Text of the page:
Unions plan record outlay in push to get voters to polls

The Baltimore Sun

WASHINGTON -- Leaders of the largest U.S. labor federation announced yesterday that they will spend more money this year than ever before to get voters to the polls in a midterm election that they hope will return Democrats to power in Congress.

"This Labor Day, it appears that a 'perfect storm' is gathering that may well sweep away Republican control of the Congress this fall," said AFL-CIO President John Sweeney.

Republican voter mobilization efforts were credited with big GOP wins in 2004 and 2002. With voter discontent on the rise, Democrats are hoping to regain ground this fall, and labor unions - the traditional backbone of Democratic voter organizing - are expected to play a critical role.

Karen Ackerman, the AFL-CIO political director, said the federation will spend $40 million on its voter turnout effort this year, up from $35 million in the last midterm election.

"This election, as everyone knows, is about turnout," Ackerman said. "In many cases, we may well prove to be the decisive factor" in hard-fought races.

Tracy Schmitt, spokeswoman for the Republican National Committee, said her party is not worried.

"Building on our success from 2004, we are running a massive voter turnout operation that is as precise as has ever been seen in American politics," Schmitt said. "We know it works, and we have been fine-tuning our tactics to ensure we get our voters to the polls on Election Day."

Last year, seven member unions defected from the AFL-CIO - including the nation's largest, the Service Employees International Union - and formed a rival coalition, Change to Win. Both groups said the split would not hamper voter mobilization efforts because they are cooperating in many regions to support their preferred candidates, nearly all of whom are Democrats.

"In some places, we're working very closely together, and in other places we're working on parallel tracks," said Carole Florman, communications director of Change to Win. "You have a very complex landscape but a shared goal of working to help candidates who will stand up for working families."

Both labor groups released polling data concluding that economic issues such as wage stagnation, health care costs and gasoline prices will be more important than the Iraq war in spurring Democratic and swing voters to go to the polls.

"Economic trends have strained working families to the breaking point," Sweeney said. "Workers are not sharing in the wealth they helped create, and our nation's economic recovery has not been a recovery for workers at all."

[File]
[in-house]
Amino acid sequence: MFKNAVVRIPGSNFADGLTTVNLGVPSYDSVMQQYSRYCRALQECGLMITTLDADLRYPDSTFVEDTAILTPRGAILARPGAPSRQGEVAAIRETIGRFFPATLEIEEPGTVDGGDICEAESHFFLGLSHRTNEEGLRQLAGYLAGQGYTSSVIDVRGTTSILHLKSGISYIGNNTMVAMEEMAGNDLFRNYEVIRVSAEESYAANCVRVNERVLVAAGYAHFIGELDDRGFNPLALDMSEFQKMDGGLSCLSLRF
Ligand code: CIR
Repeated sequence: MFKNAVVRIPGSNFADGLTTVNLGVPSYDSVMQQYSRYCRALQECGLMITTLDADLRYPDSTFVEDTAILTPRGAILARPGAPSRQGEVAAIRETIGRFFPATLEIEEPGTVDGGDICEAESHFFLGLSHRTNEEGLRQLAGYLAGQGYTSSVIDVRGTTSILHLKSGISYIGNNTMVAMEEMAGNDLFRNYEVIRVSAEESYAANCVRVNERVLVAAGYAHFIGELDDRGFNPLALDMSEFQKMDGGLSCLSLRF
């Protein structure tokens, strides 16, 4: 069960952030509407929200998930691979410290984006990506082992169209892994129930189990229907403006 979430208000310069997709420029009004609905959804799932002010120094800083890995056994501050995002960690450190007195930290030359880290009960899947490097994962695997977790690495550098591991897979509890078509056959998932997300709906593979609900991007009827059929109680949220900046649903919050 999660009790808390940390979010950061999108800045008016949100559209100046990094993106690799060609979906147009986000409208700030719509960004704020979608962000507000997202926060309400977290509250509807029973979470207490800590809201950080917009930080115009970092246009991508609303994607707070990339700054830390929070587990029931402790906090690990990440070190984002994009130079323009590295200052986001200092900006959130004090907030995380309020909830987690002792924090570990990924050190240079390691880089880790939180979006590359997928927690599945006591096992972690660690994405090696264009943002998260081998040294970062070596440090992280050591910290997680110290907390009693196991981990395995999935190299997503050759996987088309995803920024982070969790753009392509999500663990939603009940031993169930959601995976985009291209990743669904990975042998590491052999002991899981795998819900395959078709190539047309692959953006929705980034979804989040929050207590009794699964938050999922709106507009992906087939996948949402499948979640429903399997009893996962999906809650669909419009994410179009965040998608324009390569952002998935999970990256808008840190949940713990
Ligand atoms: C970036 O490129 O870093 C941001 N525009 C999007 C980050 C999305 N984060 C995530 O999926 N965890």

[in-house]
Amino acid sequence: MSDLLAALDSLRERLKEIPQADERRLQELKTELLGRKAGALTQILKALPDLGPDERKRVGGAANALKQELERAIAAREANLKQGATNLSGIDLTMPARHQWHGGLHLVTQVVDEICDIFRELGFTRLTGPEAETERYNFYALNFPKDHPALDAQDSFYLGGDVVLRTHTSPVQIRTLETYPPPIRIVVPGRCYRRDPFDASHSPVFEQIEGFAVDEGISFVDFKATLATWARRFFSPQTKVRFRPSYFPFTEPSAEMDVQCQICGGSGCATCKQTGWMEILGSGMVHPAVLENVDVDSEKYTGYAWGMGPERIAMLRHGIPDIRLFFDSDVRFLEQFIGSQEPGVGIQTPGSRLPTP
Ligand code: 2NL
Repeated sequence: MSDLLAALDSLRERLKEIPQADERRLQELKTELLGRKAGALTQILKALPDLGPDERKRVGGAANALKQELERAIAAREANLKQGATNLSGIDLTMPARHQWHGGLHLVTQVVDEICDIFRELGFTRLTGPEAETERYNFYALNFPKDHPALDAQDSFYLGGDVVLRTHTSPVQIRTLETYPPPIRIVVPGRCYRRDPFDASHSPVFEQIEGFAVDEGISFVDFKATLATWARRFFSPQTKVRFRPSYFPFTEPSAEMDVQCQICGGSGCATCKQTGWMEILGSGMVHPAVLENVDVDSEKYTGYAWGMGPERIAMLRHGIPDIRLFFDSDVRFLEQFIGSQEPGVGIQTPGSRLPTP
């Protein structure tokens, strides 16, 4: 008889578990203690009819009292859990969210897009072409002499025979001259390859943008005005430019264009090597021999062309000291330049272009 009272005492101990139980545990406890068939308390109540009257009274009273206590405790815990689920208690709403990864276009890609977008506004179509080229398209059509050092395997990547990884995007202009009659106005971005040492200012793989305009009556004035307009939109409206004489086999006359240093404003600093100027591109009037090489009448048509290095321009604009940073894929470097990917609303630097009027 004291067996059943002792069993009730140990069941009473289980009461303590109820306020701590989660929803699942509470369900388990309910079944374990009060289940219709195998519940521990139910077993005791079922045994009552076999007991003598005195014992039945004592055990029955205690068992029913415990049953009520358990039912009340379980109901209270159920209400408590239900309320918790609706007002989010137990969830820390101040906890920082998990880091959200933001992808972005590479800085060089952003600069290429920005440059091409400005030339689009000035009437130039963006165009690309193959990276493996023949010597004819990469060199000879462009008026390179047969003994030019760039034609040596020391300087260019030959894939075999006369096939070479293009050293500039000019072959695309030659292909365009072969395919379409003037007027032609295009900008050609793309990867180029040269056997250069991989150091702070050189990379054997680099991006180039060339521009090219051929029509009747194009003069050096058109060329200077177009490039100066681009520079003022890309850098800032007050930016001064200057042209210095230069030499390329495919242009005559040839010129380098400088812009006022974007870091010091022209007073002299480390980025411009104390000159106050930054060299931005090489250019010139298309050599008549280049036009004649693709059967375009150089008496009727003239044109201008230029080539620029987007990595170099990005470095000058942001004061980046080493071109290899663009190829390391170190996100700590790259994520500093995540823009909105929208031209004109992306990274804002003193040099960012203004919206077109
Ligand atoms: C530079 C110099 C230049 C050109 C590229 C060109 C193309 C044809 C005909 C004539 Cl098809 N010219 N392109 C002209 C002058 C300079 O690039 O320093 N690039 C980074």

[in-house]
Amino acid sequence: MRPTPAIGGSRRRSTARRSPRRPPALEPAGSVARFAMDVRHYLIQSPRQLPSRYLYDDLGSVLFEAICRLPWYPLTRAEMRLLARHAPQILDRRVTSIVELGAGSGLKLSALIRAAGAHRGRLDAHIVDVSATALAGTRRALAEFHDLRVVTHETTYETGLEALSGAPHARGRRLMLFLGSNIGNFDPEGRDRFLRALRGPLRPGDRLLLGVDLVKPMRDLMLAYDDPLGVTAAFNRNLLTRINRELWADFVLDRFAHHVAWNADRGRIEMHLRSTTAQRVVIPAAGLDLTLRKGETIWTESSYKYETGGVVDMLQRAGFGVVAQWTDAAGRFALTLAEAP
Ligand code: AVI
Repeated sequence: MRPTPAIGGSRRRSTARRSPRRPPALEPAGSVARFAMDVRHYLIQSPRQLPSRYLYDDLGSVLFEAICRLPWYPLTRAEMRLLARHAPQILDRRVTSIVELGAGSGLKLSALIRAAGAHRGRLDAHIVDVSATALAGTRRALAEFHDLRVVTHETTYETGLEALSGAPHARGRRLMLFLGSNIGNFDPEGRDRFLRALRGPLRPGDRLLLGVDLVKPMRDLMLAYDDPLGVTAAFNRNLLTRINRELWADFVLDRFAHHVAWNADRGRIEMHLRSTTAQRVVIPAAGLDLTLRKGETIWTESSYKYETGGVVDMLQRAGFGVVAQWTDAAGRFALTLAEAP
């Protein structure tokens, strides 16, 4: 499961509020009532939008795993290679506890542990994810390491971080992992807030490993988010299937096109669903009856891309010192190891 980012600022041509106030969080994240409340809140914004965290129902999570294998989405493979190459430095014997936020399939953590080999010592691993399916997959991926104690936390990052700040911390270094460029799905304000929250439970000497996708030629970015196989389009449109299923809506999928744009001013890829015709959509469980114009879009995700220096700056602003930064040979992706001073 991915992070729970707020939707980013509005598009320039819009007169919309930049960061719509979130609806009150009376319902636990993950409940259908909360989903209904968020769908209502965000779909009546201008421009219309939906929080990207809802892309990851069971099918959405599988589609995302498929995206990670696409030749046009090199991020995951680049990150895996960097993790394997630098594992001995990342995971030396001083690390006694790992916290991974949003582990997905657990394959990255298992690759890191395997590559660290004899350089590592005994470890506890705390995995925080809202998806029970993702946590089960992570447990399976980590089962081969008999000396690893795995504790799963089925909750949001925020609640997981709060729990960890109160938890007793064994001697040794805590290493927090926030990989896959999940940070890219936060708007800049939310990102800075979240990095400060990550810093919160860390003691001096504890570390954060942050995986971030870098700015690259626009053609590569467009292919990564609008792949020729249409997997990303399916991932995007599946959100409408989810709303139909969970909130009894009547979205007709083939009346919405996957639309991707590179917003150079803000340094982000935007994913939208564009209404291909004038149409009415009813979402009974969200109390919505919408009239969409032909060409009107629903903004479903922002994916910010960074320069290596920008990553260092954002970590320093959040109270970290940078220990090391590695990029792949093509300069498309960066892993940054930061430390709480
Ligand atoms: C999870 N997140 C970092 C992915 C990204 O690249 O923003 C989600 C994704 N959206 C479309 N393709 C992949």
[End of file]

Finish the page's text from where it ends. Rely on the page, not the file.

The role of labor unions in Democratic turnout has been exaggerated in past elections, said Charles Cook, a nonpartisan political analyst who publishes The Cook Political Report. No matter which party is better organized, the critical factor will not be how many voters go to the polls but which voters don't, he said.

"My hunch is that in this election, the bigger story is whether disillusioned Republicans stay home," Cook said. "I think Republicans are going to be faced with having a terrific organization and a disillusioned electorate."

Cook said Democrats don't seem as well organized as they were in the 2004 presidential election. For that campaign, Democrats formed an umbrella group, America Coming Together, to coordinate voter mobilization efforts. This time, there is no umbrella group, and the labor and party efforts are being directed independently.

"What they are doing is putting together a patchwork," Cook said.

Sen. Charles E. Schumer of New York, head of the Democratic Senatorial Campaign Committee, said improved Democratic field operations for getting out the vote would help deliver control of Congress to his party. He noted that Republicans have been especially successful recently in the final days before the polls open.

"One of the ways that they have won elections at the last minute is in terms of field operations," Schumer said this week. "We have planned a detailed field operation for the last year and a half in many of the battleground states."

Maura Reynolds writes for the Los Angeles Times.

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